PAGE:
Initially, it seems like a good idea.  Marijuana for chronic pain – maybe freedom and sweet release!  Any action has a consequence, that’s the place to start with sorting it out for yourself.   I considered those consequences for myself, the answer was No.  There are times pain is very difficult for me to tolerate.  I do have to alter my activities, and my schedule.  I have learned how to do that, and to stay as active as I possibly can.  I’ve put up with the prejudices and judgments and not answering is the best answer – live your life PERIOD.

As of now, there just is no good answer to chronic pain.  But true science in this direction leads toward your own brain holding promise for answers.  We can affect our own brains, change our habits, our beliefs.  I went this route.  I chose to explore, investigate and practice changing my mind for coping with pain.  I don’t lose anything, I’m still me all the time, and I hope a better me for self and others.  Meditation was my choice.   Let me be clear, it does not, at this time. alter my pain in any way.  I’m not ‘better’ painwise.  I am better in that sense that we all know but can’t explain:   My attitude is better; coping skills are improved; my sense of emotional balance is greatly improved,  I have more physical energy, and I  experience FUN on a regular basis.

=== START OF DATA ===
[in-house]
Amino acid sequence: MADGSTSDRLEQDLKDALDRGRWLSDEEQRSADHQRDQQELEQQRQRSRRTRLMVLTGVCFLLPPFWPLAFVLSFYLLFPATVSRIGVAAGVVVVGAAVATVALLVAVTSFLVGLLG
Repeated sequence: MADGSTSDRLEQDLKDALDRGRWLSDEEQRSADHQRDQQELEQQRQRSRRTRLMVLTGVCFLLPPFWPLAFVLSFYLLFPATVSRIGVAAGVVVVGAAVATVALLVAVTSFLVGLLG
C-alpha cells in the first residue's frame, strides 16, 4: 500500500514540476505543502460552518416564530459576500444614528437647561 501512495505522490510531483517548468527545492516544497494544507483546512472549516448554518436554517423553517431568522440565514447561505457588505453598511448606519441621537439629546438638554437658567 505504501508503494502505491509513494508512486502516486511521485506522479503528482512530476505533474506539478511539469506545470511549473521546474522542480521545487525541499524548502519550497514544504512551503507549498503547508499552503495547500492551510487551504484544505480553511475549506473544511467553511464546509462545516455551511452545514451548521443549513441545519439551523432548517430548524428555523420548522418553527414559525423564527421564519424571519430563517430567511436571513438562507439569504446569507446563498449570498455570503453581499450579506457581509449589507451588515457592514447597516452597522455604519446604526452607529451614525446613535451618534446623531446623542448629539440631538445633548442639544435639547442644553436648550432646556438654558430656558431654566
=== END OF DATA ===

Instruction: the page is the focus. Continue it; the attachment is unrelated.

So, medical marijuana for chronic pain.  No.  I want you to consider every other positive alternative.  Consider cause and effect, consequences for choices and behaviors.  Instant relief does not mean long term or productive, contributory relief  in continuum.  My question to myself is always:  Who do you want to be?  Will this help you get there?  The answer for me was No.  In good conscience, I can’t recommend this choice to anyone.  I can’t recommend anything that puts control and choice outside of you when the answer is within.

Be the guardian of you.  The white knight is already here, look in the mirror.

Thanks for stopping by.  Lilie Allen